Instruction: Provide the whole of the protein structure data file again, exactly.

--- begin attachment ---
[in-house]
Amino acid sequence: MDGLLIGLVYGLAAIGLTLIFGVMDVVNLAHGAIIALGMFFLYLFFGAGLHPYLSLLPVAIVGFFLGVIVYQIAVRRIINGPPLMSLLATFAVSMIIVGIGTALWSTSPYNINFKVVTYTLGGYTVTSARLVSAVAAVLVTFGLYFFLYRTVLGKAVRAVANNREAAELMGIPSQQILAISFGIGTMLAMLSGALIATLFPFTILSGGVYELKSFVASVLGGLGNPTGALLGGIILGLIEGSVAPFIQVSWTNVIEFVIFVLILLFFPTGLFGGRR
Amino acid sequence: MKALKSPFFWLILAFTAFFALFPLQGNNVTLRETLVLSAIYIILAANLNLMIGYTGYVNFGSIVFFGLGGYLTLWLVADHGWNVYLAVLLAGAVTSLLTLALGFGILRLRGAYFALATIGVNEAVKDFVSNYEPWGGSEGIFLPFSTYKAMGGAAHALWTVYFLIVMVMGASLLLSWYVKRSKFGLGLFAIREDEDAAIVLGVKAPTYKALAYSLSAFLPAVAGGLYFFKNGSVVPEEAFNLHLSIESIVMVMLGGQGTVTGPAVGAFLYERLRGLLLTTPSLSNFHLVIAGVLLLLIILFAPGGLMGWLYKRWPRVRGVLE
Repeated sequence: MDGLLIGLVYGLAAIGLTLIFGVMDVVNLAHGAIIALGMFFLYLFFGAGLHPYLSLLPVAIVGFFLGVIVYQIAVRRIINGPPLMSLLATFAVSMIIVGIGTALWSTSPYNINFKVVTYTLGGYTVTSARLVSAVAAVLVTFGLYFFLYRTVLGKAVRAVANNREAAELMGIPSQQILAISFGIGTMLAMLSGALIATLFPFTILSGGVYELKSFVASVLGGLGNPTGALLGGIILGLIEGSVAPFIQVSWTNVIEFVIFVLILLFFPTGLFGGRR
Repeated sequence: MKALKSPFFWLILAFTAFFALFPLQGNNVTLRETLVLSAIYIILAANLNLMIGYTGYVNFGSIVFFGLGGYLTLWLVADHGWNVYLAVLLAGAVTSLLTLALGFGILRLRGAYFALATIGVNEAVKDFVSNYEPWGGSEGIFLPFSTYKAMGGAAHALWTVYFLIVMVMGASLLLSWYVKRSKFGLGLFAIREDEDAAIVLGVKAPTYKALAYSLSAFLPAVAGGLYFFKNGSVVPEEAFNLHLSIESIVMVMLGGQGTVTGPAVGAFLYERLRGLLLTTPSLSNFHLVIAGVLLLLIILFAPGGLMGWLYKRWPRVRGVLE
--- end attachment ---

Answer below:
[in-house]
Amino acid sequence: MDGLLIGLVYGLAAIGLTLIFGVMDVVNLAHGAIIALGMFFLYLFFGAGLHPYLSLLPVAIVGFFLGVIVYQIAVRRIINGPPLMSLLATFAVSMIIVGIGTALWSTSPYNINFKVVTYTLGGYTVTSARLVSAVAAVLVTFGLYFFLYRTVLGKAVRAVANNREAAELMGIPSQQILAISFGIGTMLAMLSGALIATLFPFTILSGGVYELKSFVASVLGGLGNPTGALLGGIILGLIEGSVAPFIQVSWTNVIEFVIFVLILLFFPTGLFGGRR
Amino acid sequence: MKALKSPFFWLILAFTAFFALFPLQGNNVTLRETLVLSAIYIILAANLNLMIGYTGYVNFGSIVFFGLGGYLTLWLVADHGWNVYLAVLLAGAVTSLLTLALGFGILRLRGAYFALATIGVNEAVKDFVSNYEPWGGSEGIFLPFSTYKAMGGAAHALWTVYFLIVMVMGASLLLSWYVKRSKFGLGLFAIREDEDAAIVLGVKAPTYKALAYSLSAFLPAVAGGLYFFKNGSVVPEEAFNLHLSIESIVMVMLGGQGTVTGPAVGAFLYERLRGLLLTTPSLSNFHLVIAGVLLLLIILFAPGGLMGWLYKRWPRVRGVLE
Repeated sequence: MDGLLIGLVYGLAAIGLTLIFGVMDVVNLAHGAIIALGMFFLYLFFGAGLHPYLSLLPVAIVGFFLGVIVYQIAVRRIINGPPLMSLLATFAVSMIIVGIGTALWSTSPYNINFKVVTYTLGGYTVTSARLVSAVAAVLVTFGLYFFLYRTVLGKAVRAVANNREAAELMGIPSQQILAISFGIGTMLAMLSGALIATLFPFTILSGGVYELKSFVASVLGGLGNPTGALLGGIILGLIEGSVAPFIQVSWTNVIEFVIFVLILLFFPTGLFGGRR
Repeated sequence: MKALKSPFFWLILAFTAFFALFPLQGNNVTLRETLVLSAIYIILAANLNLMIGYTGYVNFGSIVFFGLGGYLTLWLVADHGWNVYLAVLLAGAVTSLLTLALGFGILRLRGAYFALATIGVNEAVKDFVSNYEPWGGSEGIFLPFSTYKAMGGAAHALWTVYFLIVMVMGASLLLSWYVKRSKFGLGLFAIREDEDAAIVLGVKAPTYKALAYSLSAFLPAVAGGLYFFKNGSVVPEEAFNLHLSIESIVMVMLGGQGTVTGPAVGAFLYERLRGLLLTTPSLSNFHLVIAGVLLLLIILFAPGGLMGWLYKRWPRVRGVLE